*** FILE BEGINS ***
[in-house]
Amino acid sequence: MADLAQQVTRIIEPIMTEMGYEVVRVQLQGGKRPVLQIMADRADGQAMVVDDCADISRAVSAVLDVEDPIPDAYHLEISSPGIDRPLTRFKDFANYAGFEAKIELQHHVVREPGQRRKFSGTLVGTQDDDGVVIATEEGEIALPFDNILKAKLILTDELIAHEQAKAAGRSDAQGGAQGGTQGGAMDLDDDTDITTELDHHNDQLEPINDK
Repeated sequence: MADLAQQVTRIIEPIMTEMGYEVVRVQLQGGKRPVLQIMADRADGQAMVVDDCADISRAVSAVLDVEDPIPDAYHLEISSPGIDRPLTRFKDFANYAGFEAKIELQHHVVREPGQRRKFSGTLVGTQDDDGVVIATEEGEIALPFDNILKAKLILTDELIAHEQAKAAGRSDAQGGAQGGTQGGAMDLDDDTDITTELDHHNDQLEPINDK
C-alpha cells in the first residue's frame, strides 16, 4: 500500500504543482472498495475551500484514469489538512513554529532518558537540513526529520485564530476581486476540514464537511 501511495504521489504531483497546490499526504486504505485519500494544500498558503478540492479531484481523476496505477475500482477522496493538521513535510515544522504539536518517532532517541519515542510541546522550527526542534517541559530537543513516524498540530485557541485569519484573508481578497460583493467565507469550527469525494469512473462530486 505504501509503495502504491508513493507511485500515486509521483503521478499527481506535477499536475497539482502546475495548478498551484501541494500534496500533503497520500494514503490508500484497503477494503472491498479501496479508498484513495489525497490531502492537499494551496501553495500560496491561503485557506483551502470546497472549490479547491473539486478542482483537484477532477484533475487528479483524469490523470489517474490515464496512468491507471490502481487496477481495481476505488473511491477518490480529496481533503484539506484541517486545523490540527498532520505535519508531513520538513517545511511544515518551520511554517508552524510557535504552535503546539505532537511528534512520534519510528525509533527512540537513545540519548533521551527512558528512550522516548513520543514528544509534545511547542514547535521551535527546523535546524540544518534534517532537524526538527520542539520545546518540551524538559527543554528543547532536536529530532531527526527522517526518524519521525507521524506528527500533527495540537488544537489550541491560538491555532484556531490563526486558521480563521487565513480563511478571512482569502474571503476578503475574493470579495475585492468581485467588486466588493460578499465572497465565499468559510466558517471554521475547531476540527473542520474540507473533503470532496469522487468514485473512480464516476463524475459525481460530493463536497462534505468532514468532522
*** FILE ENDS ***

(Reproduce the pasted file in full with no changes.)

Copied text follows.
[in-house]
Amino acid sequence: MADLAQQVTRIIEPIMTEMGYEVVRVQLQGGKRPVLQIMADRADGQAMVVDDCADISRAVSAVLDVEDPIPDAYHLEISSPGIDRPLTRFKDFANYAGFEAKIELQHHVVREPGQRRKFSGTLVGTQDDDGVVIATEEGEIALPFDNILKAKLILTDELIAHEQAKAAGRSDAQGGAQGGTQGGAMDLDDDTDITTELDHHNDQLEPINDK
Repeated sequence: MADLAQQVTRIIEPIMTEMGYEVVRVQLQGGKRPVLQIMADRADGQAMVVDDCADISRAVSAVLDVEDPIPDAYHLEISSPGIDRPLTRFKDFANYAGFEAKIELQHHVVREPGQRRKFSGTLVGTQDDDGVVIATEEGEIALPFDNILKAKLILTDELIAHEQAKAAGRSDAQGGAQGGTQGGAMDLDDDTDITTELDHHNDQLEPINDK
C-alpha cells in the first residue's frame, strides 16, 4: 500500500504543482472498495475551500484514469489538512513554529532518558537540513526529520485564530476581486476540514464537511 501511495504521489504531483497546490499526504486504505485519500494544500498558503478540492479531484481523476496505477475500482477522496493538521513535510515544522504539536518517532532517541519515542510541546522550527526542534517541559530537543513516524498540530485557541485569519484573508481578497460583493467565507469550527469525494469512473462530486 505504501509503495502504491508513493507511485500515486509521483503521478499527481506535477499536475497539482502546475495548478498551484501541494500534496500533503497520500494514503490508500484497503477494503472491498479501496479508498484513495489525497490531502492537499494551496501553495500560496491561503485557506483551502470546497472549490479547491473539486478542482483537484477532477484533475487528479483524469490523470489517474490515464496512468491507471490502481487496477481495481476505488473511491477518490480529496481533503484539506484541517486545523490540527498532520505535519508531513520538513517545511511544515518551520511554517508552524510557535504552535503546539505532537511528534512520534519510528525509533527512540537513545540519548533521551527512558528512550522516548513520543514528544509534545511547542514547535521551535527546523535546524540544518534534517532537524526538527520542539520545546518540551524538559527543554528543547532536536529530532531527526527522517526518524519521525507521524506528527500533527495540537488544537489550541491560538491555532484556531490563526486558521480563521487565513480563511478571512482569502474571503476578503475574493470579495475585492468581485467588486466588493460578499465572497465565499468559510466558517471554521475547531476540527473542520474540507473533503470532496469522487468514485473512480464516476463524475459525481460530493463536497462534505468532514468532522